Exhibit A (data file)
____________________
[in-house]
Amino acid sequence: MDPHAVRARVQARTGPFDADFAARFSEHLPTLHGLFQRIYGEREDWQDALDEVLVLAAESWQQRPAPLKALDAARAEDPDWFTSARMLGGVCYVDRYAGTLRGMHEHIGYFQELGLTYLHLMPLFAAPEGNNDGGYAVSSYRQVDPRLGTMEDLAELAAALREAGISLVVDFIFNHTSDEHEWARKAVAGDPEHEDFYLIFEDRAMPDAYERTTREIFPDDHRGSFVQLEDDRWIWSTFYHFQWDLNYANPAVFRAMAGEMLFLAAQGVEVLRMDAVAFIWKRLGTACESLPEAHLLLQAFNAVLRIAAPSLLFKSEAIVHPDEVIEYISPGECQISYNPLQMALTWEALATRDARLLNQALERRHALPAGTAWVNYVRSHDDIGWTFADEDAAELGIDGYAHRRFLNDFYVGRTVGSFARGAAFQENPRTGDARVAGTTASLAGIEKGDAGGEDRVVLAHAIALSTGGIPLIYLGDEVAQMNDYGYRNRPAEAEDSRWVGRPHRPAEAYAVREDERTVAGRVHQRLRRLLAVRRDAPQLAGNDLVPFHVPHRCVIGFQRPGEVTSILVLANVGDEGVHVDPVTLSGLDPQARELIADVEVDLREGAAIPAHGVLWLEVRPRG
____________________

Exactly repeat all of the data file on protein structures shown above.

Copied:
[in-house]
Amino acid sequence: MDPHAVRARVQARTGPFDADFAARFSEHLPTLHGLFQRIYGEREDWQDALDEVLVLAAESWQQRPAPLKALDAARAEDPDWFTSARMLGGVCYVDRYAGTLRGMHEHIGYFQELGLTYLHLMPLFAAPEGNNDGGYAVSSYRQVDPRLGTMEDLAELAAALREAGISLVVDFIFNHTSDEHEWARKAVAGDPEHEDFYLIFEDRAMPDAYERTTREIFPDDHRGSFVQLEDDRWIWSTFYHFQWDLNYANPAVFRAMAGEMLFLAAQGVEVLRMDAVAFIWKRLGTACESLPEAHLLLQAFNAVLRIAAPSLLFKSEAIVHPDEVIEYISPGECQISYNPLQMALTWEALATRDARLLNQALERRHALPAGTAWVNYVRSHDDIGWTFADEDAAELGIDGYAHRRFLNDFYVGRTVGSFARGAAFQENPRTGDARVAGTTASLAGIEKGDAGGEDRVVLAHAIALSTGGIPLIYLGDEVAQMNDYGYRNRPAEAEDSRWVGRPHRPAEAYAVREDERTVAGRVHQRLRRLLAVRRDAPQLAGNDLVPFHVPHRCVIGFQRPGEVTSILVLANVGDEGVHVDPVTLSGLDPQARELIADVEVDLREGAAIPAHGVLWLEVRPRG